The River Kymi formed a boundary between the eastern and western cultural spheres by the beginning of the Bronze Age at the latest[7] and is also said to be the boundary between the Tavastians and the Karelians during the Middle Ages.[8] The 15th and 16th centuries saw the River Kymi become a more official border between the Tavastians and the Karelians, with Naulasaari (located in Mäntyharju) serving as the meeting point of the borders between the Häme Finns, Savonians, and Karelians.

During the 12th and 13th century, Karelians fought against Swedes and other Finnic tribes situated in western Finland, such as Tavastians and Finns proper. Karelians were listed as Novgorodian allies in the mid-12th century in Russian Chronicles. Historical records describe Karelians pillaging Sigtuna in Sweden in 1187 and making another expedition in 1257 which lead Pope Alexander IV to call out a crusade against Karelians at the request of Valdemar, the king of Sweden. The Third Swedish crusade, led by the marshal Torgils Knutsson took place between 1293 and 1295. As a result of the crusade the western parts of Karelia fell under Swedish rule and the building of the Castle of Viborg on the site of a destroyed Karelian fort started. According to the Eric Chronicles invading Swedes conquered 14 hundreds from Karelians during the crusade.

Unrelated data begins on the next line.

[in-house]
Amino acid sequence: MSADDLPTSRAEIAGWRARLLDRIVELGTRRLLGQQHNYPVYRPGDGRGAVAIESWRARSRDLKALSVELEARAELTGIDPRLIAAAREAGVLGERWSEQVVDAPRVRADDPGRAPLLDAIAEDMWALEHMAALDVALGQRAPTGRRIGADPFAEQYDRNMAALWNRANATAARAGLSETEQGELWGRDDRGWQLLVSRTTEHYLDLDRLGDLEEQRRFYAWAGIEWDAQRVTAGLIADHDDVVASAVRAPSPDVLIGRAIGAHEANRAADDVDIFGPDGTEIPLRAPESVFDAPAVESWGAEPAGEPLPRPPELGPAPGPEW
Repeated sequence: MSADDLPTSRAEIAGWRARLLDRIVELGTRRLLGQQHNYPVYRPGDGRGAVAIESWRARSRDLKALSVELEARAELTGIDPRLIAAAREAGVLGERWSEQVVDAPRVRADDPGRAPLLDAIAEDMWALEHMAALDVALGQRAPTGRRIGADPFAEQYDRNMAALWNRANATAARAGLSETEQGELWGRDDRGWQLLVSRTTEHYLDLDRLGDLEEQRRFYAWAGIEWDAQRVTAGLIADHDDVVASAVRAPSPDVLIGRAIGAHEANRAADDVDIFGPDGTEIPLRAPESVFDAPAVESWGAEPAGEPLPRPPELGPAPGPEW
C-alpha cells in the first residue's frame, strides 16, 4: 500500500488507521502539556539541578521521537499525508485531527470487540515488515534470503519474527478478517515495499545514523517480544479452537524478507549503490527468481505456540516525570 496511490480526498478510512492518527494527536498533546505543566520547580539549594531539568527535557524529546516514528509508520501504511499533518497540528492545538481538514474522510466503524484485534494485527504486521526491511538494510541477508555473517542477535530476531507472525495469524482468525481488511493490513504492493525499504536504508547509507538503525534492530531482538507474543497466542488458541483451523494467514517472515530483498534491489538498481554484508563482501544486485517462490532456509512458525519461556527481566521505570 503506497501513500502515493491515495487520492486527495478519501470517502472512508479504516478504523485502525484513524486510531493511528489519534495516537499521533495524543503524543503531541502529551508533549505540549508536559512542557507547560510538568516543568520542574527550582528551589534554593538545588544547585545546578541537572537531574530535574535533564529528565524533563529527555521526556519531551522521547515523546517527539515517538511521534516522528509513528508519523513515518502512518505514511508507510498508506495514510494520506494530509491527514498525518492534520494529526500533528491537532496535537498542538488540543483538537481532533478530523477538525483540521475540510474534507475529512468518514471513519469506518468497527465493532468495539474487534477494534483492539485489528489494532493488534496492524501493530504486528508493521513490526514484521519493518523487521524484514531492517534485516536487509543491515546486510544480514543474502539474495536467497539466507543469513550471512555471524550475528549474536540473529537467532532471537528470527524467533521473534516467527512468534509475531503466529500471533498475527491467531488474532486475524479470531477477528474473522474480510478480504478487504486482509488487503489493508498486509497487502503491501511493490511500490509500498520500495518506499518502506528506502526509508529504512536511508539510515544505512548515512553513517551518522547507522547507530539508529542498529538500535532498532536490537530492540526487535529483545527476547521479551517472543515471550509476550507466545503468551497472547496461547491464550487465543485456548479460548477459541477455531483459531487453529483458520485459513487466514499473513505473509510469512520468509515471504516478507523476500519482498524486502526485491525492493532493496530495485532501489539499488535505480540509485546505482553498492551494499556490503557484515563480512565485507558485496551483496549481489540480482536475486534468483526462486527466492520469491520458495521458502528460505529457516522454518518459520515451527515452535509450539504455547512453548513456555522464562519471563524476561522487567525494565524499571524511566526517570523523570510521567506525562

Hostilities between Novgorod and the kingdom of Sweden continued in 1300 when a Swedish force attacked the mouth of the River Neva and built a fort near the current location of Saint Petersburg. The fort was destroyed the following year by the Novgorodians. Indecisive fighting in 1321 and 1322 led to negotiations and peace by the Treaty of Nöteborg which for the first time decided the border between Sweden and Novgorod. Sweden got territory around Viborg, the western Karelian Isthmus and South Karelia; and Novgorod got the eastern Karelian Isthmus, Ingria, Ladoga Karelia, North Karelia and East Karelia. [citation needed]

In 1617, Sweden seized Kexholm County (eastern Karelian Isthmus, Ladoga Karelia, and North Karelia) from Russia. In 1634 Savonia and old Swedish Karelia were incorporated in the Viborg and Nyslott County. After the Treaty of Nystad in 1721 eastern parts of the Viborg and Nyslott County and the Kexholm County were ceded to Russia. The rest of these counties were incorporated into the Kymmenegård and Nyslott County. The southeastern part of this county was also ceded to Russia in the Treaty of Åbo of 1743. After the conquest in 1809 of the rest of Finland, Russia's 18th century gains, called "Old Finland", were in 1812 joined to the Grand Duchy of Finland as a gesture of good will (see Viipuri Province).

A large part of Finnish Karelia was ceded by Finland to the Soviet Union in 1940 after the Soviet aggression known as the Winter War, when the new border was established close to that of 1721. During the Continuation War of 1941–44, most of the ceded area was liberated by Finnish troops, but in 1944 was occupied again by the Red Army. After the war, the remains of the Province of Viipuri were made into the Province of Kymi. In 1997 the province was incorporated within the province of Southern Finland. The Karelian question refers to the debate regarding the return of the ceded territory to Finland.

Western Karelia, as a historical Province of Sweden, was religiously and politically distinct from the eastern parts that were under the Russian Orthodox Church.